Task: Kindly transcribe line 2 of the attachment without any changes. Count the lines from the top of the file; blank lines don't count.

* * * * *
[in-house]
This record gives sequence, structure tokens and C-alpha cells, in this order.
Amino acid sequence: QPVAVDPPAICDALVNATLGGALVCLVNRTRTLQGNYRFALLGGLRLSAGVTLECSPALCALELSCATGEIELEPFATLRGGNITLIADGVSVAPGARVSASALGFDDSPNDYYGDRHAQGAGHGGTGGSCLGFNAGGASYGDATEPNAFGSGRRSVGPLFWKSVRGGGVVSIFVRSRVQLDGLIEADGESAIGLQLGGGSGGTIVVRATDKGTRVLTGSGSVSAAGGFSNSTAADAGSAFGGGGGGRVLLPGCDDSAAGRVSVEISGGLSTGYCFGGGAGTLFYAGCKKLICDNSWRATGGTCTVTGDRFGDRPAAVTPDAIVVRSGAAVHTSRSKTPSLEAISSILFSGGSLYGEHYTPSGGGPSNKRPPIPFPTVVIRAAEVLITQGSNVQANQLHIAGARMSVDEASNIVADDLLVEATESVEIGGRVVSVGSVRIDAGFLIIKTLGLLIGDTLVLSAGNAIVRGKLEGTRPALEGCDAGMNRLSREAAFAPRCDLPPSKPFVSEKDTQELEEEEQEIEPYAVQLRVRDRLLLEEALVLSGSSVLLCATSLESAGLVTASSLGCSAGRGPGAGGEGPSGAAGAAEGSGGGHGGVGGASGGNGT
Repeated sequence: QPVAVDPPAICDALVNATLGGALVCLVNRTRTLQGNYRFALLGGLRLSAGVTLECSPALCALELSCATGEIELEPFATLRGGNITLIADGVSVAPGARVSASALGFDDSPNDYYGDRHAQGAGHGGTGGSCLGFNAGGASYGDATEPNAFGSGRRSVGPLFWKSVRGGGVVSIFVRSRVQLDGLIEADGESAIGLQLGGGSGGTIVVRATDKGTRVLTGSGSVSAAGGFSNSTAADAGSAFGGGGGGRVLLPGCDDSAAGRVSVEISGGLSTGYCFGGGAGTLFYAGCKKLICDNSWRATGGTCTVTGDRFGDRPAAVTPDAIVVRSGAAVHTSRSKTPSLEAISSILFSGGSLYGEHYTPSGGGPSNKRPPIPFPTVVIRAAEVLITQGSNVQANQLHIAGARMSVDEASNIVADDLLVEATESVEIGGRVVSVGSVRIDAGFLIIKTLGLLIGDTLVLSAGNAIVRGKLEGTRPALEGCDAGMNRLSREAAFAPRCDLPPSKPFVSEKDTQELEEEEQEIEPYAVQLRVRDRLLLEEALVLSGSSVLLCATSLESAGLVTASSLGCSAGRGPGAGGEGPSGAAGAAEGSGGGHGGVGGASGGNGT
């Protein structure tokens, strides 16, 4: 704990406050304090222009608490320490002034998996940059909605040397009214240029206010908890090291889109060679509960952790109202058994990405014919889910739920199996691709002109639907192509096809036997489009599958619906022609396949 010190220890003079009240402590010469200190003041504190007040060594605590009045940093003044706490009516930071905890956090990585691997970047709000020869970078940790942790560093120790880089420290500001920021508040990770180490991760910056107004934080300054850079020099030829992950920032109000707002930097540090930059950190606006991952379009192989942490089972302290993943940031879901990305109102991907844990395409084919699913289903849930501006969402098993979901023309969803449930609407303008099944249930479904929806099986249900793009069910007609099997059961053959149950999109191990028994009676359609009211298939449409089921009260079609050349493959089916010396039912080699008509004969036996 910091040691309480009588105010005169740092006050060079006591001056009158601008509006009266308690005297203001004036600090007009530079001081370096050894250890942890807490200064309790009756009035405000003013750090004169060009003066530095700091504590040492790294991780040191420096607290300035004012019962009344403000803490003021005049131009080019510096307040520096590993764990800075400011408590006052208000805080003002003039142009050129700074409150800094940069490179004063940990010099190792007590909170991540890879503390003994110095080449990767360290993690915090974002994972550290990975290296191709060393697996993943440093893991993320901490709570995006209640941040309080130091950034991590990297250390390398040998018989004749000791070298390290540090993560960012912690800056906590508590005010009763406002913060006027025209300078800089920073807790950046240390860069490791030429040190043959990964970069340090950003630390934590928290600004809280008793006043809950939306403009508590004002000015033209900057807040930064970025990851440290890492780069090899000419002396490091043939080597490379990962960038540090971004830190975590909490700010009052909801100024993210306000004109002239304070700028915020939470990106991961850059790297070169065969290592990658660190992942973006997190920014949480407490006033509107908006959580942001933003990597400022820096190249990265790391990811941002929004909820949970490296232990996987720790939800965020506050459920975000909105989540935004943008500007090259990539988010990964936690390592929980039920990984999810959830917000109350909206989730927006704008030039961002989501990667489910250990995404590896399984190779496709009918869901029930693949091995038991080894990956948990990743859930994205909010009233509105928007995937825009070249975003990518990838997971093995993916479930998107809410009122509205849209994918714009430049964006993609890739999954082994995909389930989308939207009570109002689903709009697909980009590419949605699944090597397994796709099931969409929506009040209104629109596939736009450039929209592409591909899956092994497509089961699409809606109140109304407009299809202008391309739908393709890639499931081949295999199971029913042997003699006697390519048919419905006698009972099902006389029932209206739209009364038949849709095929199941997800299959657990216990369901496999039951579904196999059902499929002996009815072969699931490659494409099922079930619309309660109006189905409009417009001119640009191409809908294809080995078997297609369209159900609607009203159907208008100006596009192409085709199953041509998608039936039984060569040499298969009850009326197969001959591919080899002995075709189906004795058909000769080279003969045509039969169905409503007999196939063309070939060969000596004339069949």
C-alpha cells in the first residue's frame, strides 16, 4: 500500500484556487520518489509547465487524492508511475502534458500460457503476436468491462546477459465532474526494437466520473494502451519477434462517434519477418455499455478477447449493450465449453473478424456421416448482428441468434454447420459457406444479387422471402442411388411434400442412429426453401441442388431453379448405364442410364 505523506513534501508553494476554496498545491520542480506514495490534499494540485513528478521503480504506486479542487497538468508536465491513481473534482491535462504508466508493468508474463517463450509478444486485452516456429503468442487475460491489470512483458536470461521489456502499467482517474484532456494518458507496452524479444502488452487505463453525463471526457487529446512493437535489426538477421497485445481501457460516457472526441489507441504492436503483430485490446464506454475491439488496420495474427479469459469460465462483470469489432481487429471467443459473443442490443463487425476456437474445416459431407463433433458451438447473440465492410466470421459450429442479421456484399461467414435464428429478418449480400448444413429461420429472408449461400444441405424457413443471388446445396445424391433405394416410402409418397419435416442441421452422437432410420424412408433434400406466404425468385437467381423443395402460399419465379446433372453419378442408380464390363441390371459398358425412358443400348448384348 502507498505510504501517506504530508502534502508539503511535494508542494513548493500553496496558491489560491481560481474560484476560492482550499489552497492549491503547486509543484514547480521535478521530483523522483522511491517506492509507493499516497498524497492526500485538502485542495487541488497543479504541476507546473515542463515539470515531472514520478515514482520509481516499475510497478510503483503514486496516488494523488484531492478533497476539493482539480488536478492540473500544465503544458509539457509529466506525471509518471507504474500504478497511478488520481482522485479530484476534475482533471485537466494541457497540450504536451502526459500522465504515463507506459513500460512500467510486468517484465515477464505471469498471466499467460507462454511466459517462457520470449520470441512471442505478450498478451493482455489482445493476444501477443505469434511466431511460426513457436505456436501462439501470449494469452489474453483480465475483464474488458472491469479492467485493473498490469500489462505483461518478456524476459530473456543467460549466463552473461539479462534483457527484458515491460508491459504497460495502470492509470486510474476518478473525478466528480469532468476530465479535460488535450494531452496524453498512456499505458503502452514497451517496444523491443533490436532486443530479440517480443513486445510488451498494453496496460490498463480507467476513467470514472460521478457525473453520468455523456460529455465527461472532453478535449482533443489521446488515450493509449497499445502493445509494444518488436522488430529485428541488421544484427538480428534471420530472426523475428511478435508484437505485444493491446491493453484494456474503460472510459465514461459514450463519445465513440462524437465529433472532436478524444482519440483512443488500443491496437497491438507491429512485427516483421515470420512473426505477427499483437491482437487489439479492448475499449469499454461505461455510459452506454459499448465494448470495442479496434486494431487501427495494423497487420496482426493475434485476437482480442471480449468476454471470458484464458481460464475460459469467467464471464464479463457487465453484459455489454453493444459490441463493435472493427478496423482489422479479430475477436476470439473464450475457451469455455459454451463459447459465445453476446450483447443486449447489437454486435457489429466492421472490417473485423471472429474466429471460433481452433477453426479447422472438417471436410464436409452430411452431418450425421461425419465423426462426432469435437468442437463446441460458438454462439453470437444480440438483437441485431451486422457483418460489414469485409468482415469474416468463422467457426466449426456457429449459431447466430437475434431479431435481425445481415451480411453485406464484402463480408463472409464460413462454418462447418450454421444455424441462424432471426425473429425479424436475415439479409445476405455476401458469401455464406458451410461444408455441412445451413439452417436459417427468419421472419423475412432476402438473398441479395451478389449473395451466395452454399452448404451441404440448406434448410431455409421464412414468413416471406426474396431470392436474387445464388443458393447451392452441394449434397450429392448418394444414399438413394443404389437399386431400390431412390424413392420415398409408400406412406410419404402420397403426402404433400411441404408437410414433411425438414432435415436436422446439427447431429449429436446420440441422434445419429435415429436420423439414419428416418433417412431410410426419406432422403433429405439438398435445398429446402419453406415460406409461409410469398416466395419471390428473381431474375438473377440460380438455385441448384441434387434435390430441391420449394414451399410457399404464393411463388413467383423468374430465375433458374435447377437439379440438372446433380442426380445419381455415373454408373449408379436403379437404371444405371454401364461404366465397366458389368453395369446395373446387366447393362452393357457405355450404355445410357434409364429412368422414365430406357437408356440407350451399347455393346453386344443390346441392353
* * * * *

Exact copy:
This record gives sequence, structure tokens and C-alpha cells, in this order.